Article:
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Ingrown Toenails

The most common cause of ingrown toenails is cutting the nail incorrectly. Creating sharp corners, trimming too closely to the underlying skin, or leaving outer edges with a ragged finish is an invitation for trouble.

Other contributors to the condition are accidental bangs and bashes, an incorrect walking action, taking up pursuits and exercise that create unusual or additional strains on the foot and - of course - too-tight shoes. Sportsmen, particularly footballers can be prone to the condition, because of the small boots, impact with the ball and sweaty feet.


Pain, unfortunately, is often the first sign of an ingrown nail problem. Developing symptoms may include spreading soreness, redness and abrasion around the affected area, plus the possible discharge of blood.

If not treated, the site can frequently become inflamed, swollen and prone to infection. And, once an infection takes hold, you're likely to feel the discomfort whether you're standing, walking or simply sitting.

Self-treatment of the condition is not recommended and you should always seek professional help.

When you consult a podiatrist about an ingrown nail - particularly if the site is swollen or showing signs of infection - they will most likely clean the area, trim the nail with specialist, sterile equipment and apply antiseptic lotions and clean dressings. If an infection is evident, antibiotics may also be prescribed.

In recurrent cases it may be advisable to have a minor procedure to remove the offending side of the nail. This is performed under local anaesthetic and the cells responsible for making that section of the nail are destroyed through the use of a chemical. It is a painless treatment that results in a permanent cure for persistent ingrown toenails.

Post treatment you should be extra gentle when cleaning and drying the feet. A (warm) salt-water foot-soak is relaxing and a good way of preventing potential infection. Wear your most comfortable shoes and dress the wound with clean padding.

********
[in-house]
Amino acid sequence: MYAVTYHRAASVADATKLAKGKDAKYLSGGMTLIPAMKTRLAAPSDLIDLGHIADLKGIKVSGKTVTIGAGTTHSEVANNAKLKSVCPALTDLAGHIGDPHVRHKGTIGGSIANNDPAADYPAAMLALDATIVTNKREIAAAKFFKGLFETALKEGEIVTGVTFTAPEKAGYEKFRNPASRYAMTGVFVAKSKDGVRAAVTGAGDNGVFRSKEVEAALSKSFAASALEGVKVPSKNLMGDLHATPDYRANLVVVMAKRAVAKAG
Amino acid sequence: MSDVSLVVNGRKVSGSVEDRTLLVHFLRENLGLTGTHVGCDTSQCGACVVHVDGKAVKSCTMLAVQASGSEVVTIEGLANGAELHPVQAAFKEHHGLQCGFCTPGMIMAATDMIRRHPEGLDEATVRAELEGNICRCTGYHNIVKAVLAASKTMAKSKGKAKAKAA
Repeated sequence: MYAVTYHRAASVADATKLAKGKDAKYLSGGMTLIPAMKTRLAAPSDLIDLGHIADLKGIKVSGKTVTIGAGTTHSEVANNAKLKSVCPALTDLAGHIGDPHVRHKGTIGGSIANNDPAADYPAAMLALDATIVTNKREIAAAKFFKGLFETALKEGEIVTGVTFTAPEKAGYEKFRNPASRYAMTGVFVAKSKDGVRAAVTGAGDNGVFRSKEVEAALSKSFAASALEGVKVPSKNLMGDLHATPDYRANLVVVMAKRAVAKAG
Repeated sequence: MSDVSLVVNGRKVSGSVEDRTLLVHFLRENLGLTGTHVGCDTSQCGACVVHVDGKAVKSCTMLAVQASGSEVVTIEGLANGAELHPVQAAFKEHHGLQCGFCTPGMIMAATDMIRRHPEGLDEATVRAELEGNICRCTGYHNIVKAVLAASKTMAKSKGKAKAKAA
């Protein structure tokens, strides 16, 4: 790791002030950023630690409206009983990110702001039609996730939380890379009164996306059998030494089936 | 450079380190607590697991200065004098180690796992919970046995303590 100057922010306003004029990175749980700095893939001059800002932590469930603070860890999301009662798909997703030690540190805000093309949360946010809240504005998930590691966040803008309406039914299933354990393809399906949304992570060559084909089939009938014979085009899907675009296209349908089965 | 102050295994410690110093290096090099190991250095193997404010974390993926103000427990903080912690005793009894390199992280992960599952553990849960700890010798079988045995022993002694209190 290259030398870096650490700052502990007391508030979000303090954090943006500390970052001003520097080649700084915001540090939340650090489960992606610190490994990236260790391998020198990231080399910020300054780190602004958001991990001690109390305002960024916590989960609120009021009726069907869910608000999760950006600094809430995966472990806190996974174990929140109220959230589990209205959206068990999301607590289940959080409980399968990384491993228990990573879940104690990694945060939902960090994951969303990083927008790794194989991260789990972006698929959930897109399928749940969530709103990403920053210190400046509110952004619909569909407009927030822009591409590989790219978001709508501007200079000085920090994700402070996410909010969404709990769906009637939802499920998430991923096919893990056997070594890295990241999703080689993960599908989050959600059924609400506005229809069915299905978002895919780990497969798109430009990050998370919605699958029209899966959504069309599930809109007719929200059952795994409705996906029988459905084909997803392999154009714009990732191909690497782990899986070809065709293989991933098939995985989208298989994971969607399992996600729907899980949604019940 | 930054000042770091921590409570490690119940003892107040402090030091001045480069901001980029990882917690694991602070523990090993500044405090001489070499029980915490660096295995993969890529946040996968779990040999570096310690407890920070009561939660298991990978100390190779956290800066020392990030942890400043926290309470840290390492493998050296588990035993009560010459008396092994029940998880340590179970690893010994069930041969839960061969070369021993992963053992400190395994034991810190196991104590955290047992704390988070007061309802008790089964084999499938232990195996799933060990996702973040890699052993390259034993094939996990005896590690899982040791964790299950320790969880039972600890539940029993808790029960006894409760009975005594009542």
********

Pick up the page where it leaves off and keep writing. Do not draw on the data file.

Scholl Foam Toe Protectors cushion and protect tender areas on toes, giving immediate relief from painful pressure.
Cutting nails correctly will help prevent ingrown toenails. Use Scholl Nail Clippers to safely trim your nails. Always trim the nail straight across, following the natural shape of the nail. Never cut too close to the skin as this can cause soreness, abrasion and potential infection, and never pull at a hangnail. Also, don’t dig at dirt trapped beneath nails with the tips of scissors.

If close cutting can’t release the speck or fluff, use a cotton bud soaked in surgical spirit on the affected area. If your toenails are hard - and therefore hard to cut - a warm bath beforehand will help soften them. Scholl Toenail Softening Solution softens hard or sharp toenails, making them easier to cut and reducing any associated discomfort.

Consult your doctor or pharmacist or healthcare assistant for advice or if you have an underlying medical condition, are taking any other medication or complementary therapy, or if symptoms persist.

Also seek advice on footcare if you are breastfeeding, pregnant, planning to become pregnant, or suffer from diabetes or allergies


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